Rep. Patrick Kennedy called the media “despicable” for not covering Afghanistan and Iraq, and now Eric Garris, who runs AntiWar.com, says the press has been so numbed by the wars of recent years that it suffers from “combat fatigue” and isn’t critically covering the country’s military action like it used to.
Activist Garris — the day after Kennedy of Rhode Island took to the House floor to blast the media for paying more attention to a congressional sex scandal instead of the troops overseas — argues there are also Machiavellian forces at play within the Fourth Estate.
“It is a combination of things,” he said of the media’s coverage of President Obama’s wars, including “not wanting to make Obama look bad.”
“I really think that there is a strong bias in favor of Obama among the mainstream media and that means that partisan politics is the most important, and issues are only a means to that ends,” he said.
There are fewer people in the anti-war movement now, Garris said, because some anti-Bush activists were more motivated by partisan politics instead of “really being against war.”
“A lot of the opposition to the war or wars prior to 2009 was really opposition to Bush,” Garris continued. “I mean that was really a lot of the motivation for focusing on the wars and now that Obama is president they have laid off that.”
Garris, who has been operating his Anti-War information site for more than 15 years, said there’s still more intervention today “without any evidence of success,” including troops in Afghanistan and Iraq and the possibility of boots on the ground in Pakistan, Somalia and Yemen. “I hate to say it but Obama’s foreign policy from our prospective is starting to look worse than the Bush foreign policy,” he said.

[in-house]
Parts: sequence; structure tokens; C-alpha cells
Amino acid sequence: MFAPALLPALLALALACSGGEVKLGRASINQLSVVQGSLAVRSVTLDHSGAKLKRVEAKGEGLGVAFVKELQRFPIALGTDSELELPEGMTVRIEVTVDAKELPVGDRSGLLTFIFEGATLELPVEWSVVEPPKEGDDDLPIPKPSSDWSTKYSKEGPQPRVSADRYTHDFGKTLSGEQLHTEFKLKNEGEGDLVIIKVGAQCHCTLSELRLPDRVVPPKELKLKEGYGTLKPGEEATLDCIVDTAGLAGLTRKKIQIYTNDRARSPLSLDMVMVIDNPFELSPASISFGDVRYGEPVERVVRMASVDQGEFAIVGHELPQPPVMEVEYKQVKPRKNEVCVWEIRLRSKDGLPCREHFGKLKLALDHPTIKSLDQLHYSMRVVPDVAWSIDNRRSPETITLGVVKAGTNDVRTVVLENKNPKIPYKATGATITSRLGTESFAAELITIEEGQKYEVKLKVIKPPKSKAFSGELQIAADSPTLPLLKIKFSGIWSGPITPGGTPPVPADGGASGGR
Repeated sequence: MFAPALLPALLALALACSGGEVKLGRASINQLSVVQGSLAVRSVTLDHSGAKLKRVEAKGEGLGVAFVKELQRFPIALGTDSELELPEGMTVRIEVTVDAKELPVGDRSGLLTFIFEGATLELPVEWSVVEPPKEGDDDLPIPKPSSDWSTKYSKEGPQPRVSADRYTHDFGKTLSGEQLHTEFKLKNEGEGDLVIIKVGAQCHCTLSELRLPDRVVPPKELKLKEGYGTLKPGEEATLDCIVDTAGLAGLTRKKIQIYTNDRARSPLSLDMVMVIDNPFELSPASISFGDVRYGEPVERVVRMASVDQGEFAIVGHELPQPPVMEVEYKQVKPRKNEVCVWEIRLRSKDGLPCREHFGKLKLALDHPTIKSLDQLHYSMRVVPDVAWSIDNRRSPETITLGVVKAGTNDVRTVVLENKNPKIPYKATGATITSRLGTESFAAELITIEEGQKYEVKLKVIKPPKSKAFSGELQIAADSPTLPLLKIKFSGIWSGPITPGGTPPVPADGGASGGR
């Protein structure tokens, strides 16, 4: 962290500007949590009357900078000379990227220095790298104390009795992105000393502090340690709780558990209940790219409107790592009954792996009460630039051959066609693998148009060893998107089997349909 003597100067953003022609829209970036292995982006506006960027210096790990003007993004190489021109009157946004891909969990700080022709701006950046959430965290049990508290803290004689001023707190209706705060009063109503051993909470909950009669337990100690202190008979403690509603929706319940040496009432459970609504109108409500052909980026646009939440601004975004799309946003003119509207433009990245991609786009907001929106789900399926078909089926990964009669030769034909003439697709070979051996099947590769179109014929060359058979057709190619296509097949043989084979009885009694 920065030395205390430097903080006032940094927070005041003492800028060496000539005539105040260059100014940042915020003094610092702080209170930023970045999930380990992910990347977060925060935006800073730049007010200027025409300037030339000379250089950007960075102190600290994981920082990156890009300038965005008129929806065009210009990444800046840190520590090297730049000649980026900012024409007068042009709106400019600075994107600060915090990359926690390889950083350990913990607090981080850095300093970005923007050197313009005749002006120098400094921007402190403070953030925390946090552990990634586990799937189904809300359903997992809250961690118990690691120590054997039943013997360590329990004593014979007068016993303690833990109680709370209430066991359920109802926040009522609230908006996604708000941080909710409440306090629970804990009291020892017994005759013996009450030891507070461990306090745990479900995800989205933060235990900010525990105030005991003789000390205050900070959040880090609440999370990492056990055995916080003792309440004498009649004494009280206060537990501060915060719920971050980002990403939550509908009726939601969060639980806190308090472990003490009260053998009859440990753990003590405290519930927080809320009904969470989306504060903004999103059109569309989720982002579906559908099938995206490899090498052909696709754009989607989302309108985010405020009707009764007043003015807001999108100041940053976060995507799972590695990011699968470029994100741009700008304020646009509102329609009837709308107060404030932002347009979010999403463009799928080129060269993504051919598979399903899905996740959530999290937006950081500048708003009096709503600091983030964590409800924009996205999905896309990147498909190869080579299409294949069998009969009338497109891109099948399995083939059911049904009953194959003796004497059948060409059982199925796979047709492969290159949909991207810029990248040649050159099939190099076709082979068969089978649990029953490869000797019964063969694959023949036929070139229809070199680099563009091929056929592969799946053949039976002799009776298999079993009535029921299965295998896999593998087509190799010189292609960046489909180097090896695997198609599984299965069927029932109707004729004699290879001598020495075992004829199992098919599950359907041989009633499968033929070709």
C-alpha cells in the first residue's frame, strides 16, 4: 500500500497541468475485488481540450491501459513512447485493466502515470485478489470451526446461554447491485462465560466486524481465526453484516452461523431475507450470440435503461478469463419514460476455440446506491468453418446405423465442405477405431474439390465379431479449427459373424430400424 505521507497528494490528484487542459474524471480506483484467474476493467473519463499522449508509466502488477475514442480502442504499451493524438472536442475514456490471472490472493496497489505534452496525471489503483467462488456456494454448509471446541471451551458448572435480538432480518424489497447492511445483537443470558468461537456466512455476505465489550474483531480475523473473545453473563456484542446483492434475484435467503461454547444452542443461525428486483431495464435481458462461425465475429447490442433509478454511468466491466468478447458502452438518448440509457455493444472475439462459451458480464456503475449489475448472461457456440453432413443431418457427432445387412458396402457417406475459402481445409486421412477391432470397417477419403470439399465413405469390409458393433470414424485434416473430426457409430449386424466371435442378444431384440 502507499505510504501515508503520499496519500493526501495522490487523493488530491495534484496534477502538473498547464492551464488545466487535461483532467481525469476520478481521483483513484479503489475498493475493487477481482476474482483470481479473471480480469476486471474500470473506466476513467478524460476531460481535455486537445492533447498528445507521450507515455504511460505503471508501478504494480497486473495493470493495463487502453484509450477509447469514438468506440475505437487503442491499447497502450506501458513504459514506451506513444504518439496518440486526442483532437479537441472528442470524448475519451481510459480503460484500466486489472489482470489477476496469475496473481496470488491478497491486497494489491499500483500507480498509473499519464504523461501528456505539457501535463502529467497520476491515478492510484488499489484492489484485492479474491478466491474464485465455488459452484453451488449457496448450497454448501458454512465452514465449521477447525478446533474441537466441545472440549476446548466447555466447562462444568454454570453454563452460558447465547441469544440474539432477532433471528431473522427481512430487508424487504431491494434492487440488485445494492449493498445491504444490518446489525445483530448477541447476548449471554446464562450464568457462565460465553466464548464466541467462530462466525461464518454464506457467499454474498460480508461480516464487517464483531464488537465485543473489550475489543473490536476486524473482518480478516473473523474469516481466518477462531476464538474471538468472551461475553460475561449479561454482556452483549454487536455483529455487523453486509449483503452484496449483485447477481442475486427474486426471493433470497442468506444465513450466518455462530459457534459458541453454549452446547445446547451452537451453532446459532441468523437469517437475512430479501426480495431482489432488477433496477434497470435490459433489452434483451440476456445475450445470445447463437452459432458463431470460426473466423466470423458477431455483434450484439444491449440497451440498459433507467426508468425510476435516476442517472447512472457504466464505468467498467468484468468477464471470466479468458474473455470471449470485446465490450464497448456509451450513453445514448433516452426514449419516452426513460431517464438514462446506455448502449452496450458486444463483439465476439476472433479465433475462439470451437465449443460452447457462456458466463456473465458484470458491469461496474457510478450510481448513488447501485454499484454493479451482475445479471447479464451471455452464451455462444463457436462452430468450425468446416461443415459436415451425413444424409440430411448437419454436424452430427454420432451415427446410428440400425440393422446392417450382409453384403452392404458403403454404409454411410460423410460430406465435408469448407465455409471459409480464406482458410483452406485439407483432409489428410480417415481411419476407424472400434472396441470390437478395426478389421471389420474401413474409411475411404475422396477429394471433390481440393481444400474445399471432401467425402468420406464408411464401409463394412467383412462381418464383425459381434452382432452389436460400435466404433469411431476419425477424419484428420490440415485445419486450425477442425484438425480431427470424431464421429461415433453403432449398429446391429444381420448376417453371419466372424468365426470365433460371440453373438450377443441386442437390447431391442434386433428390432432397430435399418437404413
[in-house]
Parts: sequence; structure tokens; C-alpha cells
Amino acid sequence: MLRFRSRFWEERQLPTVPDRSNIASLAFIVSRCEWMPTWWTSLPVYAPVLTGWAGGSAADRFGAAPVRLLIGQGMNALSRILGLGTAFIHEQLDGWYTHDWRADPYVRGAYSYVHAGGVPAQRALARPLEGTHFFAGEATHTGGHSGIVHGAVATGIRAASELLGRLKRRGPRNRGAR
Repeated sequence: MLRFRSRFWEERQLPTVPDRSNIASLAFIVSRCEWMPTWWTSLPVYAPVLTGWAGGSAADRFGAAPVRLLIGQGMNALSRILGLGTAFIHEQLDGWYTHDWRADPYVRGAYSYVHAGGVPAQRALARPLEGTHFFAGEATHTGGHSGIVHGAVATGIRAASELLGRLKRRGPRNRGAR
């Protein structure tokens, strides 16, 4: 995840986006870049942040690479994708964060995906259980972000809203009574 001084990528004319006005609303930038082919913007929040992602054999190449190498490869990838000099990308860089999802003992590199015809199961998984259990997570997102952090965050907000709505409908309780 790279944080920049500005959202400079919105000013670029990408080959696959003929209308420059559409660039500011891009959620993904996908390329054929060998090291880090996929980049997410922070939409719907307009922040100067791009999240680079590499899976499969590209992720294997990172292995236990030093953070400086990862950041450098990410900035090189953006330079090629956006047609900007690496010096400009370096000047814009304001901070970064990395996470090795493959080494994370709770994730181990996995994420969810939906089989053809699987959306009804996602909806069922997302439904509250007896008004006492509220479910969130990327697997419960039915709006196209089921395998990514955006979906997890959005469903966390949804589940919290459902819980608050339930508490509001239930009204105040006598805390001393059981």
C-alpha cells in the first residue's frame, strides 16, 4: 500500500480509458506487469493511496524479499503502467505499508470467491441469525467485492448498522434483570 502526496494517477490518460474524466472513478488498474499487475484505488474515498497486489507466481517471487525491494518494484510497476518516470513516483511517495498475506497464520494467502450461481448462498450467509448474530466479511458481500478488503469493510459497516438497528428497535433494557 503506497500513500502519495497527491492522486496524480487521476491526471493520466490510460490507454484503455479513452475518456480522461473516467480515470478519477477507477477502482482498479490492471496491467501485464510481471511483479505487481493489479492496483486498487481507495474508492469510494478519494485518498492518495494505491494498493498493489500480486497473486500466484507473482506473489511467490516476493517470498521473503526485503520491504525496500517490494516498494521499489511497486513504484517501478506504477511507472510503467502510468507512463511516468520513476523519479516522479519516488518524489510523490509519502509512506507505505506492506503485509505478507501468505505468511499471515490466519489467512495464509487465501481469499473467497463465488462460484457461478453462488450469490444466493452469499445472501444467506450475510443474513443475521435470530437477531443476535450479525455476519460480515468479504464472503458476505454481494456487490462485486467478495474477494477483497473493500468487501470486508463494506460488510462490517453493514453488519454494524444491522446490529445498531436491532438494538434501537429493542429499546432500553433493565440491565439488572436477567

Kennedy, whose voice cracked during a rant Wednesday on the House floor that has since gone viral on television and the internet, questioned “why the American public is fit?”
“It’s because the press, the press of the United States, is not covering the most significant issue of national importance, and that is the laying of lives down in the nation for the service of our country,” the Rhode Island congressman said.
“It’s despicable, the national press corps right now.” Kennedy said.
Mike Hoyt, the executive editor of the Columbia Journalism Review, defended the “courageous reporters” who “do some excellent and necessary work, bearing witness to two wars,” saying a lesser emphasis in coverage is likely because of lesser available resources.
“Where Kennedy has a point is that there are fewer of them,” Hoyt wrote in an e-mail. “The cost of sending people to those countries and operating there is high, and due to the economic turmoil in he business, we have fewer eyes and ears over there.”
Hoyt added: “His point about cable TV covering the trivial is also true, of course; Fox and MSNBC in particular don’t do much reporting, they just talk about the news rather than gather it.”